SANDBOA CARESHEET | Back to Caresheet Index |
:: The Snake Beneath Your Feet.
... Eryx sp.

A much-neglected section of the snake family are the burrowing ones. I keep the Sand Boas by preference but there are also burrowers in the Python groups. This type of snake has adapted its body form to go digging through the loose particles of sandy soil that make up the preferred hunting grounds. The largest Boa group of this type is the Genus Eryx. This includes Kenyan Sand, Javalin Sand, Brown Sand, Rough-Scaled Sand, Milliaris and Tartar Sand Boas. Most of these are available if not common in the U.K. This family of snakes are small, usually not more than 60cm in captivity, but well built and robust. With a placid nature, when kept well fed, the nocturnal life style can be adjusted to include early morning and early evening activities. A small vivarium is required with a generous depth of loose large grained dry reptile sand, to allow full submersion when burrowing. A hide is required; this can be a small Glass or Perspex sheet laid flat on the substrate (you can then watch from above), also a small water bowl for drinking (kept fresh). When sloughing time is near the addition of a small cricket box, without the lid, filled with moist moss is most welcome.

Feeding is a surprising time as they have, for their size, a voracious appetite, being true constrictors they strike (usually sideways missing more often than hitting) and restrain the food item with a selection of body coils. They have a liking for one item of food locked in their coils while striking and consuming a second. The food size ranges from small “Pinkie” mice just after their first slough, to large “Fluffs” when adults. My big female Kenyan Sand Boa will consume 6 “Fluffs” in one sitting every week. She has just given me 4 babies (one was dead a birth) and 3 are feeding well. They are live bearers not egg layers and can have up to 30 young (how do they carry that many?). The females are much larger than the males up to 3 times the bulk, and are usually kept in small colonies with one male and several females all year round. Heat reduction is not normally required to stimulate breeding but the heat and food intake must be maintained until birth. The Sand Boas colours are very varied, with more colour morphs being introduced in the most common Kenyans (black/white, tangerine/yellow, black/orange, black/dark red and brown/orange).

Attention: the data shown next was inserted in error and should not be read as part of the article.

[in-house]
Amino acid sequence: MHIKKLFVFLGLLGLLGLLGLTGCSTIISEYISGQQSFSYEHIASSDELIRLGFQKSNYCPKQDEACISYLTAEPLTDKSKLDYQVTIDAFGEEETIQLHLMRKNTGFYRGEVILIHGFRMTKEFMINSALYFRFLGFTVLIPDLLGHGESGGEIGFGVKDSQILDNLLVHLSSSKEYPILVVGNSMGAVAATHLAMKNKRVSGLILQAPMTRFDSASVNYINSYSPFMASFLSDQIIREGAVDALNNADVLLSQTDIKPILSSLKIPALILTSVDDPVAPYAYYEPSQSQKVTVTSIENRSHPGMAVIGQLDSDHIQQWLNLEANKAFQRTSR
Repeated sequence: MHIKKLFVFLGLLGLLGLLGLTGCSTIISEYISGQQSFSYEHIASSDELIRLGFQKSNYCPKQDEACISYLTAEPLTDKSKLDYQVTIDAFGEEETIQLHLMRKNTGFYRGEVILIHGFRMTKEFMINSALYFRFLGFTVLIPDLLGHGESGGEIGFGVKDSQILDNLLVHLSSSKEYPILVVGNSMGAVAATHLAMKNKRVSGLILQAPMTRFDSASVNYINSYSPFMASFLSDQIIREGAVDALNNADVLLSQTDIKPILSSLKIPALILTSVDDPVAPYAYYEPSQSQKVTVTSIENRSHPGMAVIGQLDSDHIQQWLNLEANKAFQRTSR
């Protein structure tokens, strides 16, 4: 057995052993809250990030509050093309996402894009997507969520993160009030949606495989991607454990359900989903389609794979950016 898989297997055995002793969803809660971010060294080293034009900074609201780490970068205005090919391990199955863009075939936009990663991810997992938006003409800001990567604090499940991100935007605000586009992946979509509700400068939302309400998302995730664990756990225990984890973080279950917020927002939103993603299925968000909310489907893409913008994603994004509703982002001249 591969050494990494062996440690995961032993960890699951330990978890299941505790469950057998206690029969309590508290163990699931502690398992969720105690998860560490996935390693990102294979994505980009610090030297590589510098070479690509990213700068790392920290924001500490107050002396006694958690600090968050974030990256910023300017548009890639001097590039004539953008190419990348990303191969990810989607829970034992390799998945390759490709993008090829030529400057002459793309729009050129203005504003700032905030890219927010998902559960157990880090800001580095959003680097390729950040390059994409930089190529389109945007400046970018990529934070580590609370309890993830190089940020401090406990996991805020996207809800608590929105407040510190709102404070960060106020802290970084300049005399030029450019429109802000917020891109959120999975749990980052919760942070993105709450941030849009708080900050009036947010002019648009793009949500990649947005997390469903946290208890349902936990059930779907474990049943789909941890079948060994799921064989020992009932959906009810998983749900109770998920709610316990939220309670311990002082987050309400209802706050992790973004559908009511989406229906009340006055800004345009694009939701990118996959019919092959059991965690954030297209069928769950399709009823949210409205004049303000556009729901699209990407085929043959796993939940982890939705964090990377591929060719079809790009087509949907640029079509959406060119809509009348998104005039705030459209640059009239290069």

I also have 3 Javelin Sand Boas (2 female 1 male) these are on the CITES lists and are under threat of extinction in their native homeland. This sand snake is about the same size as the Kenyan but with a much more camouflage colouring of browns, blacks, light tan and fawns. The nature of this snake is aggressive and very ill tempered, NOT a snake for children. Like the rest of the burrowing snakes they are “ambush” specialists, their form allowing just the top of their head and the eyes (on the upper portion of the head) to be almost invisible above the dusty ground. There they wait for the unsuspecting rodent, lizard, worm or large insect to come with in strike range. The small eyes, although not efficient in daylight having vertically elliptical pupils, are most effective in poor light levels, their usual active period and daylight hours safe below the ground. This also allows extra feeding time during the day for worms, mouse nests and other subterranean food sources.

I would like to see more of these enchanting and interesting little snakes being kept by young reptile enthusiasts, especially the Kenyan Sand Boas. They are a very good and safe first snake that will introduce feeding, cleaning and handling techniques with reduced risk to owner and snake. Their small scale and ease of handling together with their robustness is a good combination. The low cost housing, maintenance and running costs offset the slightly higher initial cost of the snake. As you may have guessed I like these hardy sand shovelers and their beavering about shoving every thing out of their way is a very comical sight to sit and watch.

By Barry Thomas.